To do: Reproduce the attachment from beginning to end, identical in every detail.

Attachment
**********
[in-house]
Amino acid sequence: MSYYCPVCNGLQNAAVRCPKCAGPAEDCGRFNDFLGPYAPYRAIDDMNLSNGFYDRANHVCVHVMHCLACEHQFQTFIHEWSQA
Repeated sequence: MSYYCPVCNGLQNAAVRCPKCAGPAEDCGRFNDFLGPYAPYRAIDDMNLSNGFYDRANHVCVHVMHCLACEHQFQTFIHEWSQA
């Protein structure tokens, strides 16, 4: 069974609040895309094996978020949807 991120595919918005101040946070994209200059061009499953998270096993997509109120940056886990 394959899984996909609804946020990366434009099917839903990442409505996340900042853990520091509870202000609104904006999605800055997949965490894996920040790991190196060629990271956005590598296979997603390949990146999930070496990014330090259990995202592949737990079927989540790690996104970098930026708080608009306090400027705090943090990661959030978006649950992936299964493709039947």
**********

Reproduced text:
[in-house]
Amino acid sequence: MSYYCPVCNGLQNAAVRCPKCAGPAEDCGRFNDFLGPYAPYRAIDDMNLSNGFYDRANHVCVHVMHCLACEHQFQTFIHEWSQA
Repeated sequence: MSYYCPVCNGLQNAAVRCPKCAGPAEDCGRFNDFLGPYAPYRAIDDMNLSNGFYDRANHVCVHVMHCLACEHQFQTFIHEWSQA
């Protein structure tokens, strides 16, 4: 069974609040895309094996978020949807 991120595919918005101040946070994209200059061009499953998270096993997509109120940056886990 394959899984996909609804946020990366434009099917839903990442409505996340900042853990520091509870202000609104904006999605800055997949965490894996920040790991190196060629990271956005590598296979997603390949990146999930070496990014330090259990995202592949737990079927989540790690996104970098930026708080608009306090400027705090943090990661959030978006649950992936299964493709039947």